I believe one of the reasons Super and Pre-fetch are suggested to be disabled, is due to something that Prefetch does with the list of boot files and/or applications that it maintains in a list for pre-loading. By default, every three days it sends a defragmentation command to the C:/OS drive, with an option that causes it to move the boot files and applications in that list to the beginning/fastest portion of a HDD to further decrease the loading time of those files.
Not only is that not applicable to SSDs (there isn't any faster or slower access or speed NAND in a SSD) it also runs a useless defragmentation on the SSD. Not only are the additional writes from the defrag to the SSD providing no gain in performance, the defrag will ruin the SSDs wear leveling, by putting all the files in near-sequential LBAs. The SSDs firmware will need to do extra work to undo the crowding of files into one or two NAND chips, out of the four, eight, or more that the SSD may have. That will cause unnecessary writing on the SSD. If that defrag is allowed to run all the time, the SSD's firmware will be constantly trying to fix it's wear leveling that the defrag just ruined again. The amount of writing and write amplification occurring during those processes is useless wear on a SSD, much more than simply using the SSD normally.
Superfetch is an extension of Prefetch, so it may not be possible to only have Superfetch running without Prefetch running. There is also the question of will the scheduled special Defragmentation occur if the defrag service is disabled, or if it can be stopped from occurring. Both of those services are not "free", the file list must be maintained and is updated regularly, so there is some overhead involved. There was also supposedly an issue with Superfetch in Vista that caused it to constantly access the OS drive, and cause the general performance of the PC to slow down. That may have been fixed in Windows 7, I've never heard about it again.
IMO, there are so many low level details in Windows services like these, and in SSDs that we do not understand, or the affects on the SSD that may or may not occur. I tend to trust Intel in this case. The explanations for disabling them are really not given, but this defragmentation thing may just be the tip of the iceberg.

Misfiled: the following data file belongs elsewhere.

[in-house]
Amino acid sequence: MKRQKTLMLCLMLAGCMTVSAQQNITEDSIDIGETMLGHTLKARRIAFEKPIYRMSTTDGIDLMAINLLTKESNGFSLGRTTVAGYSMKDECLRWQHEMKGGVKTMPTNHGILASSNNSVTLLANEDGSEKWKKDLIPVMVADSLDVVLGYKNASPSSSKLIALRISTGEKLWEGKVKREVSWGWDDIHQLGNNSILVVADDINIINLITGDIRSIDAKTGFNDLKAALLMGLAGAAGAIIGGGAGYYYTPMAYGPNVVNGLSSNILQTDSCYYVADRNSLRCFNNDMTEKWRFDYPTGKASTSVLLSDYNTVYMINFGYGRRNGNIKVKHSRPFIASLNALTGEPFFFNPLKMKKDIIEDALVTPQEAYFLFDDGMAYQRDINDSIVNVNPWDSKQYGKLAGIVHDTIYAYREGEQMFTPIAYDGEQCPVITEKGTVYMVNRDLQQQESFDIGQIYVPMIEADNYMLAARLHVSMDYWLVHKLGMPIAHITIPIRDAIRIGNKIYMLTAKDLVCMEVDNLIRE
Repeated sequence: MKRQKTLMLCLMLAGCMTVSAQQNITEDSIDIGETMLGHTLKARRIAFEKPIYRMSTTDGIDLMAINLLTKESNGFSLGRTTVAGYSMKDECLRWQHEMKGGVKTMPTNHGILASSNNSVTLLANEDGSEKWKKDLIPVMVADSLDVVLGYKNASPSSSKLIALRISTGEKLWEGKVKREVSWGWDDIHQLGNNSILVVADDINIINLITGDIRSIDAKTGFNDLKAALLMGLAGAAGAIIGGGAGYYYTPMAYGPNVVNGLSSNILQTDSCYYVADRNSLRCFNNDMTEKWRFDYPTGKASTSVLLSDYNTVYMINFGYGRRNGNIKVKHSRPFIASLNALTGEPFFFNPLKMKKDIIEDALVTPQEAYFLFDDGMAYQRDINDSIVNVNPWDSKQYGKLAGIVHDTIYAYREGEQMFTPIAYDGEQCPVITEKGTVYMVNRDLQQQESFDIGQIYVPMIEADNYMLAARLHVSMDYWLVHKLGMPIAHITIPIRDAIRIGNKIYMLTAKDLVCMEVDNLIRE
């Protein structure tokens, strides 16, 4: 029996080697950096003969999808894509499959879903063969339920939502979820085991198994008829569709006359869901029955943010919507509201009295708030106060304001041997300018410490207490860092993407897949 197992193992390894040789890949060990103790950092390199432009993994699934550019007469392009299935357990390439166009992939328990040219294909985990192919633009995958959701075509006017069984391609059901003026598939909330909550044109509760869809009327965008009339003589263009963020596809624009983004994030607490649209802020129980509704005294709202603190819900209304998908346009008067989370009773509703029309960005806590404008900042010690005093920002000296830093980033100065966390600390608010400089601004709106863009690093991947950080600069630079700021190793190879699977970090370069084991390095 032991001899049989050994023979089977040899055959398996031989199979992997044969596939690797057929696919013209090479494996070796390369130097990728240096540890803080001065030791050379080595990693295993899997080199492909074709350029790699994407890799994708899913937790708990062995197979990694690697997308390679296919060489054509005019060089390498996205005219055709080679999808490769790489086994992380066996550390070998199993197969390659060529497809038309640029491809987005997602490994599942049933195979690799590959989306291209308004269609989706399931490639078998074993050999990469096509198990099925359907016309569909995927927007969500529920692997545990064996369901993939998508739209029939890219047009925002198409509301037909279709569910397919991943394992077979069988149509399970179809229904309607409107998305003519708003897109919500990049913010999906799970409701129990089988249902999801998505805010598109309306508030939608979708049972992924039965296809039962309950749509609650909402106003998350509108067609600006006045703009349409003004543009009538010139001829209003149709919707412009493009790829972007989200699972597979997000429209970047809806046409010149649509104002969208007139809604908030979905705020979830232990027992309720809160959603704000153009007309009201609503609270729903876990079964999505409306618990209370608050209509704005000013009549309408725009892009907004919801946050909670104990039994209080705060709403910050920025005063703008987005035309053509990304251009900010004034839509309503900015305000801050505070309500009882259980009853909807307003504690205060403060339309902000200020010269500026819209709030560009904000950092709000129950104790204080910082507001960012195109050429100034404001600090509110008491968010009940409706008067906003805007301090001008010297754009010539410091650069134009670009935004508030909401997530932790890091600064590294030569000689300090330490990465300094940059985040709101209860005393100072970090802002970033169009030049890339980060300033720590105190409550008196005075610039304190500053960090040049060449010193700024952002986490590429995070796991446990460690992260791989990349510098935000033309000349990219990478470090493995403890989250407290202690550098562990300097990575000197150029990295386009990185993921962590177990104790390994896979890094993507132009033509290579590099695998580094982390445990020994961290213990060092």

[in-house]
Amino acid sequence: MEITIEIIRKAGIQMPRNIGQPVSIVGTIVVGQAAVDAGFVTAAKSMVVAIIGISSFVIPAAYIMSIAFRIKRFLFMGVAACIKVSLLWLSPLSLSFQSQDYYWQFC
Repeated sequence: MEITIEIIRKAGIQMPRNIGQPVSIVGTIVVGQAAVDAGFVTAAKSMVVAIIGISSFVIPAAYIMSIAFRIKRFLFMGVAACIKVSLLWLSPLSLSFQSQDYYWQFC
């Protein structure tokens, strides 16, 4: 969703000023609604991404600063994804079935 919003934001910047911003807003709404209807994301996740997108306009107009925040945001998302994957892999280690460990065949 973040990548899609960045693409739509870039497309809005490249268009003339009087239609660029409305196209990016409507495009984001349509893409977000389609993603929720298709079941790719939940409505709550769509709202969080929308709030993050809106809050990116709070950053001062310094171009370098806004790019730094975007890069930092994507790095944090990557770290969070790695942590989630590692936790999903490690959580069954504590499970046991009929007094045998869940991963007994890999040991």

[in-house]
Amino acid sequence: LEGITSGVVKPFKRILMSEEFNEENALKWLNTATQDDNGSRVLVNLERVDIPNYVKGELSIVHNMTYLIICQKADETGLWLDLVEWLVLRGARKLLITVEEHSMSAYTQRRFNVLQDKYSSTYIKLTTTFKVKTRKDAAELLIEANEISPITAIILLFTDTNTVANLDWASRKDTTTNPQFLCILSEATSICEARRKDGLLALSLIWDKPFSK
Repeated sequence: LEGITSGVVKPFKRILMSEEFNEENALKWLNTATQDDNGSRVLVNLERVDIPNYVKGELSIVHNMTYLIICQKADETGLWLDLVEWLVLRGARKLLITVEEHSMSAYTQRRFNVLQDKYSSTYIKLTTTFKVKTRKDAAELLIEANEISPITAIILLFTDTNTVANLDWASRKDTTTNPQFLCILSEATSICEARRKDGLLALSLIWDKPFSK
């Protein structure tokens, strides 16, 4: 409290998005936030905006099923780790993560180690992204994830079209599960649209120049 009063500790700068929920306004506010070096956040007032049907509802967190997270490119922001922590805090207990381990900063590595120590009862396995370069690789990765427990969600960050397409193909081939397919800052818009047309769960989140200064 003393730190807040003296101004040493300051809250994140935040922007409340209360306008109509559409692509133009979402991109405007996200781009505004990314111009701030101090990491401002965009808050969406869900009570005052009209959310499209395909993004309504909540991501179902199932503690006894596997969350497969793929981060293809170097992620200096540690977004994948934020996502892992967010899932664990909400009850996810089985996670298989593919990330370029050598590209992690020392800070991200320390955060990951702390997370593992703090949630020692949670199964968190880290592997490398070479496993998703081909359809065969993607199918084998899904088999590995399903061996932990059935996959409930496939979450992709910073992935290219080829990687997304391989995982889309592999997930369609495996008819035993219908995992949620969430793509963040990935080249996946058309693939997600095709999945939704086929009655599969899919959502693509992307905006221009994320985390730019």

i keep superfetch and prefetch enabled, but disable the automatic boot file defrag part of the prefetcher.Windows Registry Editor Version 5.00[HKEY_LOCAL_MACHINE\SYSTEM\CurrentControlSet\Control\Session Manager\Memory Management\PrefetchParameters]"EnableBootTrace"=dword:00000000"EnablePrefetcher"=dword:00000003"EnableSuperfetch"=dword:00000003[HKEY_LOCAL_MACHINE\SOFTWARE\Microsoft\Dfrg\BootOptimizeFunction]"Enable"="N"[HKEY_LOCAL_MACHINE\SOFTWARE\Microsoft\Windows\CurrentVersion\OptimalLayout]"EnableAutoLayout"=dword:00000000
p.s. defragging, while not very useful for an ssd, won't ruin ssd wear leveling. a file that is defragged and occupies one contiguous block of lba's will still be split across multiple nand devices.
Be default, Windows 7 will disable Superfetch, ReadyBoost, as well as boot and application launch prefetching on SSDs with good random read, random write and flush performance. These technologies were all designed to improve performance on traditional HDDs, where random read performance could easily be a major bottleneck. See the FAQ section for more details.
Since SSDs tend to perform at their best when the operating system’s partitions are created with the SSD’s alignment needs in mind, all of the partition-creating tools in Windows 7 place newly created partitions with the appropriate alignment.